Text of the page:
Prisoner of the Indies - the adventures of Miles Philips as told by Geoffrey Household
by Household, Geoffrey
pub. by Little Brown and Co., Boston, 1967 -   -  maps on endpapers   -       isbn none - LCCN = 68-11111     About this book note on pages 204 - 208     -   208 pages.
Household uses various sources, largely Principal Navigations, Voyages, Traffiques and Discoveries pub 1589, by Richard Hakluyt as a primary source to tell the tale of Miles Philips. Philips went to sea in 1567 at age 13 on the Jesus of Lubeck, Robert Barrett, Master and John Hawkins as head of the fleet. He ended up captured at San Juan de Ulna (near Veracruz) in Mexico. He was taken to Mexico City and put to work for a wealthy Spaniard there. Subsequently he ran afoul of the Inquisition (as an English heritic) and managed to get off with 3 years of servitude in a monastery. He then learned the silk weaving trade and eventually escaped through various adventures to Spain on a Spanish merchant ship. From there he narrowly escaped being again apprehended by the Inquisition and managed to ship out on a galley in the Mediterranean and jumped ship in a port where he saw an English merchantman which took him back to England. After boarding and that ship sailing his adventures were not over. They were attacked by a Moorish galley but managed to not only repulse the attack but also capture the galley and free the galley slaves (who rowed the boat, most of whom were Spaniards) to allow them to return to Spain.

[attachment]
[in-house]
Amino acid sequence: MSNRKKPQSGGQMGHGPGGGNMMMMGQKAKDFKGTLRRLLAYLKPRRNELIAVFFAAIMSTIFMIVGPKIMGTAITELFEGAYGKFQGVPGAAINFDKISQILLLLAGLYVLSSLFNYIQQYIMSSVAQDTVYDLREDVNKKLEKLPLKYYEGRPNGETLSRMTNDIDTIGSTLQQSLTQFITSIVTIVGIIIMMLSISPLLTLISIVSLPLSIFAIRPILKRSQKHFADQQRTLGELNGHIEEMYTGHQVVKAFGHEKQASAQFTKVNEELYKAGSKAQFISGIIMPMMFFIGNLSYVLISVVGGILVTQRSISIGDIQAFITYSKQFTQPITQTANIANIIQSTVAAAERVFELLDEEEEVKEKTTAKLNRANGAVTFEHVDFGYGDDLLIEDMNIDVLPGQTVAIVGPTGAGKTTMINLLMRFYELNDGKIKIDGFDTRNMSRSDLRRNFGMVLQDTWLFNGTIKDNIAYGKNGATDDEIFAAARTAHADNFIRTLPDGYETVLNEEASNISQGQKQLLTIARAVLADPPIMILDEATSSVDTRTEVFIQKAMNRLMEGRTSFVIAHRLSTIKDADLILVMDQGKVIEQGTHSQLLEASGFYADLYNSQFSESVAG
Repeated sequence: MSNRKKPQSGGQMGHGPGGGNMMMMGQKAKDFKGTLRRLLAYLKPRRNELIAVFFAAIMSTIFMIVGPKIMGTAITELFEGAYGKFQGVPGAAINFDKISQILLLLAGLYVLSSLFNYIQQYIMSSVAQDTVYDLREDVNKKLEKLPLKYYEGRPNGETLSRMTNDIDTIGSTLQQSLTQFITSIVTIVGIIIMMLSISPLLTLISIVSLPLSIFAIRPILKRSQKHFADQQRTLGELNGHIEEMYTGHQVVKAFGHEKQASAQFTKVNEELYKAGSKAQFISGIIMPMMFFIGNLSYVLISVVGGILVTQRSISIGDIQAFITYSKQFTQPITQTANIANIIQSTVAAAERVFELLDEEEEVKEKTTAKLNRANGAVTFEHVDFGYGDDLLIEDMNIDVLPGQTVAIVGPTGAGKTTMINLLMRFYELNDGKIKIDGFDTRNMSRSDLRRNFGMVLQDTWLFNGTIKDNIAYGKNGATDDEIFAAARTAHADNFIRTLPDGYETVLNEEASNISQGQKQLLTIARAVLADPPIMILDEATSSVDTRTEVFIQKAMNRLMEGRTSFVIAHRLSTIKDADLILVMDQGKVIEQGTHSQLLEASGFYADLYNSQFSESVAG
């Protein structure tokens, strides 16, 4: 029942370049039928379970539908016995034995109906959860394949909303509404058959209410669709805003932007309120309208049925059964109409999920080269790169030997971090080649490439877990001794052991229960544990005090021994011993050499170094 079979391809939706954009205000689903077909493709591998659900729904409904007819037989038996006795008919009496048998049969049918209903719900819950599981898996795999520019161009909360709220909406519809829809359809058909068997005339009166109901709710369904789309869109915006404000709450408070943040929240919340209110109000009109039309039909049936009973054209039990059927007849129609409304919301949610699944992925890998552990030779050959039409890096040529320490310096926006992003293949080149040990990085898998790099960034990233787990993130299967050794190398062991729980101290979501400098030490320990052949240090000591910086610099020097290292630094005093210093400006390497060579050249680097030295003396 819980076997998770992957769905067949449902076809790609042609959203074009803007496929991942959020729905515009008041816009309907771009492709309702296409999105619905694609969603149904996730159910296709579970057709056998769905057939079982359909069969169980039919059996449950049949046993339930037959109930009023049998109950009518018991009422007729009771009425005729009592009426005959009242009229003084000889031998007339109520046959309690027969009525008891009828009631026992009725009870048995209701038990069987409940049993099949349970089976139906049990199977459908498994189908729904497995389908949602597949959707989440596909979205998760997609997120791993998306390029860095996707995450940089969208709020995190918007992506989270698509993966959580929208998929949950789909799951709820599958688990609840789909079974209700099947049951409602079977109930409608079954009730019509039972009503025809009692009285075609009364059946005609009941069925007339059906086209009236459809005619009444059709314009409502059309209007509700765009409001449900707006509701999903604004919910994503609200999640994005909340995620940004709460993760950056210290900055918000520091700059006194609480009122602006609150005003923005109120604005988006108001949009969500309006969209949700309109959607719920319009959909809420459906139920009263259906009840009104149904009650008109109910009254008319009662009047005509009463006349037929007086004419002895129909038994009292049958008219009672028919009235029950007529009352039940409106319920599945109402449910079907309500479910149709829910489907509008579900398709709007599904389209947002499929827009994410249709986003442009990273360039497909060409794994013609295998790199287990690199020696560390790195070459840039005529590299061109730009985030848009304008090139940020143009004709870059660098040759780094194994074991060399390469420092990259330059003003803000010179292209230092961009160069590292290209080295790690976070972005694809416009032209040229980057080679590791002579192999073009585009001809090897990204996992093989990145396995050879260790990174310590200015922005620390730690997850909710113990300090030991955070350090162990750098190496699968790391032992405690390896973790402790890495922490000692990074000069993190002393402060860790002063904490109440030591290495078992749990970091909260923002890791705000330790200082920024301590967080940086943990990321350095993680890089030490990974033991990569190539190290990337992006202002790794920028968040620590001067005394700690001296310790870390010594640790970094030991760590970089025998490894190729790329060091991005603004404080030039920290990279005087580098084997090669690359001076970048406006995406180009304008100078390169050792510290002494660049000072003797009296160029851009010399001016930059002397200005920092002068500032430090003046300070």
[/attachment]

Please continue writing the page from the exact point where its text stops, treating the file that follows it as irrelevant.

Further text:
Miles Philips was well received by his old friend John Hawkins who was by that time a high government official, and Philips was questioned about Spanish strengths, as it was shortly before the Armada attack on England. (Which happened in 1588.) Miles lived a good full life eventually marrying a Spanish lady and in 1603 wrote a letter to his sons describing his adventures and explaining why he did not get directly involved during the defense against the Armada... fear of capture again...
This book was written and published for the juvenile market. It is fairly well written and introduces the reader into the history of the time in a fair and reasonable... and very readable ... manner. I recommend it for a good light historical read.

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